the nineteenth century, this kind of movement was endemic. Using
crops such as plantain, the land could be productive according to a
non-capitalist logic of sustainability, with high yields in
proportion to energy inputs. Escaped slaves in many parts of the
Americas established self-governing communities with a functioning
political economy in all its aspects. What has been underestimated
until recently was the extent to which they collaborated and fused
with Native Americans to create a new political economy incorporating
techniques from both cultures. Although the above examples apply to
sparsely populated regions, a similar point could be made with
respect to the large area of China controlled by the Taiping
Rebellion (1851-64). Britain's massive plunder of resources extracted
such a surplus that the safeguards restricting exploitation within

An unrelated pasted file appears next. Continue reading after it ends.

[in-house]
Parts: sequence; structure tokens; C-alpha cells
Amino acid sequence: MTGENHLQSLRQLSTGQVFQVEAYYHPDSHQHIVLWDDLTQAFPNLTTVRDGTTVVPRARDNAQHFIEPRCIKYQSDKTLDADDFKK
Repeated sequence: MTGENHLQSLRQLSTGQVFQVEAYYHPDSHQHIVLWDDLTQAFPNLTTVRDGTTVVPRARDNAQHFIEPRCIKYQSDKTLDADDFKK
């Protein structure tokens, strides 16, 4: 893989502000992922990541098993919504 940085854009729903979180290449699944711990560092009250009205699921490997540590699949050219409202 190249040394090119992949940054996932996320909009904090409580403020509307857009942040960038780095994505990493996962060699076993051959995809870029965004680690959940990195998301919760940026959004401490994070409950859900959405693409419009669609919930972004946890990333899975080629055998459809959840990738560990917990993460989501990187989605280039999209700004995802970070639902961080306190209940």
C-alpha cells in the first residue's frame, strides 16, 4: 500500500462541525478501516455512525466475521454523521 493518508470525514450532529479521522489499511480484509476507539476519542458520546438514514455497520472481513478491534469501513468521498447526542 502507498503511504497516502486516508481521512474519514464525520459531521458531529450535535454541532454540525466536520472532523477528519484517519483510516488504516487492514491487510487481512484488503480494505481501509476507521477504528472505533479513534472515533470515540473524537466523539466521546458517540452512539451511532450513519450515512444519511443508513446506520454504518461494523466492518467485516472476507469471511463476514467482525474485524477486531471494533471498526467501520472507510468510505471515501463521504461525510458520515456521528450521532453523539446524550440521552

the old Chinese social system collapsed. The ruling elites, who
reached a political agreement with the enemy, made the situation
worse by also squeezing the masses. Peasants responded by seizing
power over quite wide areas, and when they did so, they attempted to
restore the old economy geared to what local people needed to
consume; but since it was impossible to turn the clock back, they
worked out new methods, such as redistributing land and organising
different crafts in central workshops. The system worked, and it was
overthrown only by foreign intervention in collaboration with
domestic propertied classes.

Although seeking to restore the self-managed communities of the past,
these movements were also forward-looking because the situation had
changed. In so far as traditional rulers reached agreement with the
aggressors, they forfeited the right to represent the nation;
democratic elements took over, and in effect became the nation. The
restorationist aspect of popular struggles means the reassertion not
of a particular set of social practices, but rather of the basic
logic of traditional societies, with their sustainability and